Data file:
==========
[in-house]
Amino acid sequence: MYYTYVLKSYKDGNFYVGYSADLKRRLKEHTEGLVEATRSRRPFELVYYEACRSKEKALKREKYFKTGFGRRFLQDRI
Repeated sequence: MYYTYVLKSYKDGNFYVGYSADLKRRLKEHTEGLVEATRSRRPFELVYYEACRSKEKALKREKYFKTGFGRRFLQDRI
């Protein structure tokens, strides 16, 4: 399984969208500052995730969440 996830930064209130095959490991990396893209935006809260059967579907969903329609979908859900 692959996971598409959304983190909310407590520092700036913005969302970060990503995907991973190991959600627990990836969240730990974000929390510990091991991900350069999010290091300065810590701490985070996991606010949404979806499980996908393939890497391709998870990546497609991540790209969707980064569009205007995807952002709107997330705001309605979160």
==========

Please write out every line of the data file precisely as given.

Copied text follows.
[in-house]
Amino acid sequence: MYYTYVLKSYKDGNFYVGYSADLKRRLKEHTEGLVEATRSRRPFELVYYEACRSKEKALKREKYFKTGFGRRFLQDRI
Repeated sequence: MYYTYVLKSYKDGNFYVGYSADLKRRLKEHTEGLVEATRSRRPFELVYYEACRSKEKALKREKYFKTGFGRRFLQDRI
């Protein structure tokens, strides 16, 4: 399984969208500052995730969440 996830930064209130095959490991990396893209935006809260059967579907969903329609979908859900 692959996971598409959304983190909310407590520092700036913005969302970060990503995907991973190991959600627990990836969240730990974000929390510990091991991900350069999010290091300065810590701490985070996991606010949404979806499980996908393939890497391709998870990546497609991540790209969707980064569009205007995807952002709107997330705001309605979160």